ENDICOTT, N.Y. (AP) -- Fred Funk shot a 7-under 65 to gain a three-stroke lead after two rounds at the Dick's Sporting Goods Open on Saturday.
Funk, who was fitted with a new brace on his right knee on Wednesday after the U.S. Open, had eight birdies to go with one bogey to reach 15-under 129 and open a lead over Ronnie Black, defending champion Eduardo Romero and Lonnie Nielsen (66). Black and Romero each shot 9-under 63s, the best rounds of the day.
Funk began the day with a two-shot lead and continued his stellar play. That he finished the round carrying an umbrella in a steady rain only made his smile a bit wider. He had withstood a stiff challenge from his closest pursuers.
"My knee was horrible on Tuesday, and now it feels great," said Funk, who matched his 36-hole low on the Champions Tour. "It's fun to be able to play without pain. My game has picked up a few notches."
Has it ever. Funk wasn't deterred by what was going on in front of him as Romero and Black challenged the En-Joie Golf Club record.
Romero began the round five shots behind Funk and made a move. He birdied the first hole, used his power off the tee to eagle the par-5 third and reach 6 under, then followed that with six more birdies over the next eight holes to get to 12 under.
Funk, who shot 64 on Friday during the rain-delayed first round, nearly matched Romero's 30 on the front side, carding six birdies and three pars. Funk gained a two-shot lead when he rolled in a 20-foot birdie putt at No. 9, raising his right arm as the ball rolled slowly toward the hole and then smiling and waving to the gallery when it dropped.
"I got off to the dream start today," said Funk, whose lone blemish was a bogey at No. 13. "I had an unforced error or really could have run and hid at that point. I didn't, but it felt good to make birdie at 18."
While Funk was reaching 15 under with another birdie at No. 10, Romero faltered.
Romero was threatening the Champions Tour course record of 62 held by R.W. Eaks after shooting 7 under on the front nine. He made bogey at No. 13 after he was unable to get up and down from a sand trap and lost another shot on the next hole when his par putt stopped at the lip.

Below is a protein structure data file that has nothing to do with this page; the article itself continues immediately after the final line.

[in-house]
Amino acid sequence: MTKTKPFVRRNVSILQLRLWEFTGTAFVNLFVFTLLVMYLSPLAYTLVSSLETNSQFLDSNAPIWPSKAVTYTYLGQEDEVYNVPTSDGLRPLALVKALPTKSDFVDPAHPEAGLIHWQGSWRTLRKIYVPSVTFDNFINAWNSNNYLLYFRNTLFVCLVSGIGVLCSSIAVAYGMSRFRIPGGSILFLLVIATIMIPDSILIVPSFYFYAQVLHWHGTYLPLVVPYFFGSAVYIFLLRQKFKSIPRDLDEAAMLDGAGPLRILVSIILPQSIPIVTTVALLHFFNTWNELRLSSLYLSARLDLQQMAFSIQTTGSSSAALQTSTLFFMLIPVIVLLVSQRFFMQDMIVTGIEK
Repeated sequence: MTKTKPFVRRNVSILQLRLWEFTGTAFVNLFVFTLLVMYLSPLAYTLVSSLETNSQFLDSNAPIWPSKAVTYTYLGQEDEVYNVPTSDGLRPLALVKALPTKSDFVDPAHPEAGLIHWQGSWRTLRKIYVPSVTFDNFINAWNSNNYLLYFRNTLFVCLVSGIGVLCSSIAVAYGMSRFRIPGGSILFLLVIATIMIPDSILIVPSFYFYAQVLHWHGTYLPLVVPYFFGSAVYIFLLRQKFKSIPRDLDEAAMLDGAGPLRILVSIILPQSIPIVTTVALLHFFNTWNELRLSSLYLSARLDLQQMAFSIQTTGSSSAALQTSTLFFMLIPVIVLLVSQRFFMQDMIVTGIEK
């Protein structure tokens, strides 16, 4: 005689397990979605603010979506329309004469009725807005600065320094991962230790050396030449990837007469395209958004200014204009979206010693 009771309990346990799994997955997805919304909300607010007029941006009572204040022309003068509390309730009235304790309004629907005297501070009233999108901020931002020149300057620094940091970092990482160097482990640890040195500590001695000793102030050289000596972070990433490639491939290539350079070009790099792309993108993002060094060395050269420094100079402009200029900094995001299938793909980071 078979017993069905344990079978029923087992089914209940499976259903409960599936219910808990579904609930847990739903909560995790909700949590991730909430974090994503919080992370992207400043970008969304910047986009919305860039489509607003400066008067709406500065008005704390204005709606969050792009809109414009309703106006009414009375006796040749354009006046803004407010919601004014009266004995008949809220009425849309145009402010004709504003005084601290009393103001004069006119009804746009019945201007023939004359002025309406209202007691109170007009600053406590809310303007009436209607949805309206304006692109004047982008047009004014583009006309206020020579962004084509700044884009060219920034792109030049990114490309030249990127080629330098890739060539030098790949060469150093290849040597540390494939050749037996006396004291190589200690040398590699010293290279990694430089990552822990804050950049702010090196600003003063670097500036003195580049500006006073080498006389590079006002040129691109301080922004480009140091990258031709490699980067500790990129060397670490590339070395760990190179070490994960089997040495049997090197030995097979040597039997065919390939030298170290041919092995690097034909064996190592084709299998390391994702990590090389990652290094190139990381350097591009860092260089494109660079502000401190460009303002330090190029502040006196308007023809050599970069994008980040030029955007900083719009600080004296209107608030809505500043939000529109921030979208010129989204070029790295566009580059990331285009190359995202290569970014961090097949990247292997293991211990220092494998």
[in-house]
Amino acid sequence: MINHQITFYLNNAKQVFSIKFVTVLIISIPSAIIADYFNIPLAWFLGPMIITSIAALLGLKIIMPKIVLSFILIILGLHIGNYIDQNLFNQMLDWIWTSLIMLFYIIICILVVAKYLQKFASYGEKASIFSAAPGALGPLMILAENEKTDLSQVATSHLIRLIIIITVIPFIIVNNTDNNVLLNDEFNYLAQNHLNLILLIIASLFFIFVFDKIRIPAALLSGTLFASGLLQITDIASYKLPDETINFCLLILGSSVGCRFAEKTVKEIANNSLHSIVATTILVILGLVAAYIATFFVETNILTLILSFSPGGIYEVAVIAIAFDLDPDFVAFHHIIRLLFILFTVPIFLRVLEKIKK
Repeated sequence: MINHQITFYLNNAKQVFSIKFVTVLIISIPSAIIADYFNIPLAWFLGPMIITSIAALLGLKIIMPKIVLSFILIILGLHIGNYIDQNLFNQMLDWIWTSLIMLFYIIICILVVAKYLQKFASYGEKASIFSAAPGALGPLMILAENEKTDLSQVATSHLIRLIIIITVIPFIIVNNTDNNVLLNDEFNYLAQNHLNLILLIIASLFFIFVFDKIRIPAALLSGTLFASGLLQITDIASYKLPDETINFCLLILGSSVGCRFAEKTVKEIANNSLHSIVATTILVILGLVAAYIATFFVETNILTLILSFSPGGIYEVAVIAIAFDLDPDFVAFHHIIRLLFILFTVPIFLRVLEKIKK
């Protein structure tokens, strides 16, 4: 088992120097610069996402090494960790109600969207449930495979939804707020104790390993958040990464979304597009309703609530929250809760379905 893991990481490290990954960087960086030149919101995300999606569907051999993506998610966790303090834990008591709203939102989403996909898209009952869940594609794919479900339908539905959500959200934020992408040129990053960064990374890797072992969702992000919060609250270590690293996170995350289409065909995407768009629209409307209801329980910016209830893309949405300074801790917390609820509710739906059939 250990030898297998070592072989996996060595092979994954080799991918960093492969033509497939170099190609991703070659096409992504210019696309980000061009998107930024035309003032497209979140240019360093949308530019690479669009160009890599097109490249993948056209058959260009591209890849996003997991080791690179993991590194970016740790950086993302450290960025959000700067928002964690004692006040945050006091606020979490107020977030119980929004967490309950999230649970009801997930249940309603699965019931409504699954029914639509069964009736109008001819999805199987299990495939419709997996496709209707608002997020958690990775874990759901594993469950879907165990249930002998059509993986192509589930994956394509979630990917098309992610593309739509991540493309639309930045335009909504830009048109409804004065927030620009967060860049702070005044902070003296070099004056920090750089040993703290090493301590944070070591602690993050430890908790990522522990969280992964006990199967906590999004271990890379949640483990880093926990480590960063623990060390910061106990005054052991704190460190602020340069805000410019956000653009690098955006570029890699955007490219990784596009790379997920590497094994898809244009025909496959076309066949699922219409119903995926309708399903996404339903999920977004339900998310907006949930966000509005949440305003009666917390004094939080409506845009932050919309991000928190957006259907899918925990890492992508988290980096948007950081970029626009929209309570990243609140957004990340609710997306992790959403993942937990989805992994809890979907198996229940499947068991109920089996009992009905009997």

"I lost concentration, just for a couple of seconds," Romero said. "I'm playing with good concentration and then, boom! Bogey, bogey."
Romero rallied with birdies on 16 and 17.
"I think I played better yesterday, but I missed a lot of junk for birdie," Romero said. "He (Funk) is a tough man, but you never know. He's a good putter. I'm a good driver. I shoot 65 tomorrow, and I win the tournament."
Black matched his career low -- he also shot 63 in winning the 1984 Anheuser Busch Classic -- as his short game was nearly flawless. He chipped in from 15 feet for birdie at the par-5 fifth after landing in a greenside bunker, made a 12-foot birdie putt at No. 8, hit inside 2 feet for another birdie at No. 9, then sank a 25-foot eagle putt at the par-5 12th hole to get to 10 under.
Black closed by hitting a pitching wedge to 18 feet and making birdie on his final hole. He credited his surge to a change in his putting grip.
"I felt like I had to do something," said Black, who tied for 70th and 50th in his previous two outings on the Champions Tour. "I got a long putter, I got a belly putter, and I tried the crosshanded grip for the first time in my career, and it just seemed I had a good touch with it, and I went with it.
"But this is a straight hitter's paradise here," Black said. "It'll be a lot of fun tomorrow."
Which would seem to favor Funk. Long one of the game's most accurate drivers, he's hit 25 of 28 fairways, 30 of 36 greens.
"I've got to keep the pedal to the metal," Funk said. "I have to keep making birdies or somebody's going to catch me."